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A Case Study of a Highly Gifted Child
Acclaimed Literature on Gender in Gifted Education
Alabama to California
Annotated Bibliography for Highly Gifted
Annotated Bibliography of Gifted Students with Disabilities
Annotated Bibliography on Gender
Book Review for Gifted Children with Disabilities
Book Review for Highly Gifted Group
Book Review on Gender
Case Studies on Gender
Case Study of Culturally Diverse
Characteristics and Concerns
Characteristics and Concerns about Gender
Characteristics of Gifted Students with Disabilities
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Gender Females and Males
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Colorado to Florida
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New Mexico to Ohio
New Mexico to Ohio
Chapter 740 of the Laws of 1982 defines gifted pupils a "pupils who show evidence of highperformances capability and exceptional potential in area such as general intellectual ability,
special academic aptitude and outstanding ability in visual and performing arts. Such definition
shall include those pupils who require educational programs or services beyond those normally
provided by the regular school program in order to realize their full potential."
New York does not require schools to have gifted education programs but the policy for testing is as follows:
Students starting public school in New York for the first time must be screened to see if they are gifted. For most students this happens in kindergarten, but it can happen at any age forstudents coming from a private or out of state school.
· For students entering school in the fall, the screening must
take place by December 1. For students entering later in
the year, the screening must take place within 15 days of
· The screening must have a section that tests language
development and must be given in a student’s first
· If the student is found to possibly be gifted, the
superintendent and the parents or guardian must be told.
In order for a student to participate in a gifted program a
referral for further testing must come from a parent, teacher,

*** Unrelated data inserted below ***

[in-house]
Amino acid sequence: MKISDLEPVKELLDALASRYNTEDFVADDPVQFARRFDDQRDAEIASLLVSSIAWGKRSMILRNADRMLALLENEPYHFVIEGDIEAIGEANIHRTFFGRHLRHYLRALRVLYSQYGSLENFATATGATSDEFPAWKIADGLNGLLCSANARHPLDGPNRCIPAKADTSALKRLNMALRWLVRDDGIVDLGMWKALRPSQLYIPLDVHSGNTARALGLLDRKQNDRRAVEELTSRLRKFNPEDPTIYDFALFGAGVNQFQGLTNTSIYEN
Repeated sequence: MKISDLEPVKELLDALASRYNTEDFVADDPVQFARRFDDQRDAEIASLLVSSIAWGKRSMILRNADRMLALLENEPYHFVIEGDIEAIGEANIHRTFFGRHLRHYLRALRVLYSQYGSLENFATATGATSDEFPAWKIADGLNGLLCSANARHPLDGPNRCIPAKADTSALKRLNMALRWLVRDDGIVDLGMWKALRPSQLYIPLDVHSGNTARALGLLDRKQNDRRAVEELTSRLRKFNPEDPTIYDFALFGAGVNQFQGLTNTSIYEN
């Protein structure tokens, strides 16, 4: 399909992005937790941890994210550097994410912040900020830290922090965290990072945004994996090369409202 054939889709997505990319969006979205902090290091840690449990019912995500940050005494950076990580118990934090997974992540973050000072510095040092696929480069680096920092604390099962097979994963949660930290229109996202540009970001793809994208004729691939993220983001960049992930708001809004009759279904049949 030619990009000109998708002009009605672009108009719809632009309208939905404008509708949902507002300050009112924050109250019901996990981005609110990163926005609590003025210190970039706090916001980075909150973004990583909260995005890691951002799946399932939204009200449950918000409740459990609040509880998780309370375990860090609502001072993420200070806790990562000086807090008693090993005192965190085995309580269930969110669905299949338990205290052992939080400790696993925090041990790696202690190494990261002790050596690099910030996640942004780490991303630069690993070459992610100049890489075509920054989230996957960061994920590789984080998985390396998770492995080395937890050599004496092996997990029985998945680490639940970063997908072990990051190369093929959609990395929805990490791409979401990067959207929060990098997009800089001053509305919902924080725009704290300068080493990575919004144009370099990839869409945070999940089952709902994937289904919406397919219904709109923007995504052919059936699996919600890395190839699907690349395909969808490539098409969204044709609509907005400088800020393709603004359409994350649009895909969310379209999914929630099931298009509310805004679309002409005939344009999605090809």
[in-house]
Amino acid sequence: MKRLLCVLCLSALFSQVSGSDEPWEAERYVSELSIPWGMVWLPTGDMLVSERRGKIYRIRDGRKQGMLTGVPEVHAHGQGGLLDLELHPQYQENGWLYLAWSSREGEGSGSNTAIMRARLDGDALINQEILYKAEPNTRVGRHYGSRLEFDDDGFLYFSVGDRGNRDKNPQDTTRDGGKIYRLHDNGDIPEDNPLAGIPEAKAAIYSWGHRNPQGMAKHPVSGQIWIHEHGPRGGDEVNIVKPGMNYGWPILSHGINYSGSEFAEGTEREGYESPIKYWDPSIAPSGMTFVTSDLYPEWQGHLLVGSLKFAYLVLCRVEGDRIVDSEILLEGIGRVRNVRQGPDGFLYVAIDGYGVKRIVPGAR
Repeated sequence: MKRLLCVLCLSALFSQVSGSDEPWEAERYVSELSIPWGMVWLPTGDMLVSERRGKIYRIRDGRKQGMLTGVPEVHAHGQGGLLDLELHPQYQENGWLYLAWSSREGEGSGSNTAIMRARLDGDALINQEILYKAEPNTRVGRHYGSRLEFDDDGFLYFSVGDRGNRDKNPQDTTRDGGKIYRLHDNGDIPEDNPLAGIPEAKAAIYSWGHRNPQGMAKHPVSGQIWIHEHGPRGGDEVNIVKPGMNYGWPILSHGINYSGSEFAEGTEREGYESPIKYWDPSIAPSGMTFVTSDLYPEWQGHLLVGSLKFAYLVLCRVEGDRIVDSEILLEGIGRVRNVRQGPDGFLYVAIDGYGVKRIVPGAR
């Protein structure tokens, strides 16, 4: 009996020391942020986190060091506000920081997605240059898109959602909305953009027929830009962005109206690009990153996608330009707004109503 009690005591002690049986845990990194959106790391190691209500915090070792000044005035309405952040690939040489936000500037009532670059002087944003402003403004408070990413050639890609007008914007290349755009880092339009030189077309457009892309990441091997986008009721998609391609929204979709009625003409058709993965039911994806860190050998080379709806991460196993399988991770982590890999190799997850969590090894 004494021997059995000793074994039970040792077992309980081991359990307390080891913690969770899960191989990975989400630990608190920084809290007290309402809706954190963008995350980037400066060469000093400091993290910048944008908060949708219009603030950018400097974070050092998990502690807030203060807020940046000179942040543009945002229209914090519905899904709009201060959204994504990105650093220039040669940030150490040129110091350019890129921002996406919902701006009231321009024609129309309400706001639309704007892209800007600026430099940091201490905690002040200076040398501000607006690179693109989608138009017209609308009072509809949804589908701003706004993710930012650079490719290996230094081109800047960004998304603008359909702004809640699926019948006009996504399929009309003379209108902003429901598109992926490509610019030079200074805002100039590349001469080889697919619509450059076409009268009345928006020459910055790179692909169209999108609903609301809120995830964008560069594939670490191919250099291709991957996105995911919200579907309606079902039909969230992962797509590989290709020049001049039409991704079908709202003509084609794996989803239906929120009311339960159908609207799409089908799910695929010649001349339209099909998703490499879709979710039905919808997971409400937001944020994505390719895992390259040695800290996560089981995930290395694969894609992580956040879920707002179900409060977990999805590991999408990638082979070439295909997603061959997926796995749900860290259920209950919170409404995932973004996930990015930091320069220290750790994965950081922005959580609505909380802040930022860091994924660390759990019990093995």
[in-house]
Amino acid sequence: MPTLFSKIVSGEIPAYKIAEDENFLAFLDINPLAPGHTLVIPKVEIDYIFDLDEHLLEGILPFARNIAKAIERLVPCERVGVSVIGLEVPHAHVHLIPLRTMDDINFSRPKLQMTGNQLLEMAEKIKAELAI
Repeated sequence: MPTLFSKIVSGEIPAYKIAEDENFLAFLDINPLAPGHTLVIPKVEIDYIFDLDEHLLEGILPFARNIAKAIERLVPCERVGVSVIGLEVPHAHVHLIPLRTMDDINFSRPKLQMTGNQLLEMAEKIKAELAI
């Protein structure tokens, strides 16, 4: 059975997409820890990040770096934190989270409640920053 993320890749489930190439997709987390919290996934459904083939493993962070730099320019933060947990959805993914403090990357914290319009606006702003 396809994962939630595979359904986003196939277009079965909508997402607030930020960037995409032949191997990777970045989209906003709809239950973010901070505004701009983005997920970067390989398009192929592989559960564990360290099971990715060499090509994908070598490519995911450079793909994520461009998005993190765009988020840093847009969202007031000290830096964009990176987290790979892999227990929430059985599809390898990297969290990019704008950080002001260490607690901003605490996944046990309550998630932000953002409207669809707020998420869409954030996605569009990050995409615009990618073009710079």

or administrator and the parent or guardian must give
Academically or Intellectually gifted children exhibit high performance capability in intellectual areas, specific academic fields, or in both intellectual areas and specific academic fields. Academically or Intellectually gifted students require differentiated educational services beyond those ordinarily provided by the regular educational program. Outstanding abilities are present in students from all cultural groups across all economic strata and all areas of human endeavor. ( NC General Statutes, Chapter 115C Elementary and Secondary Education, Article 9B § 115C-150.5)
A state mandate for identification and programming exists in gifted education.
The local education agency's (LEA) student identification procedures for
AIG (Academically or Intellectually Gifted)are clear, equitable, and comprehensive and
lead towards appropriate educational services.
a) Articulates and disseminates clear, comprehensive,
and equitable screening, referral, and
identification processes for all grade levels to
school personnel, parents/families, students, and
b) Employs multiple criteria for student identification,
including measures that reveal student aptitude,
student achievement, or potential to achieve in
order to develop a comprehensive profile for
c) Administers both non-traditional and traditional
standardized measures that are based on current
theory and research.
d) Initiates screening, referral, and identification procedures
that respond to traditionally under-represented
populations of the gifted and are responsive to
LEA demographics. These populations include
students who are culturally/ ethnically diverse,
economically disadvantaged, English language
learners, highly gifted, and twice-exceptional.
e) Ensures consistency in implementation of
screening, referral, and identification processes
within the LEA.
f) Establishes written policies that safeguard the
rights of AIG students and their parents/families,
including informed consent regarding
identification and placement, reassessment
procedures, transfers from other LEAs, and
procedures for resolving disagreements.
g) Maintains documentation that explains the
identification process and service options for
individual AIG students, which is reviewed
annually with parents/families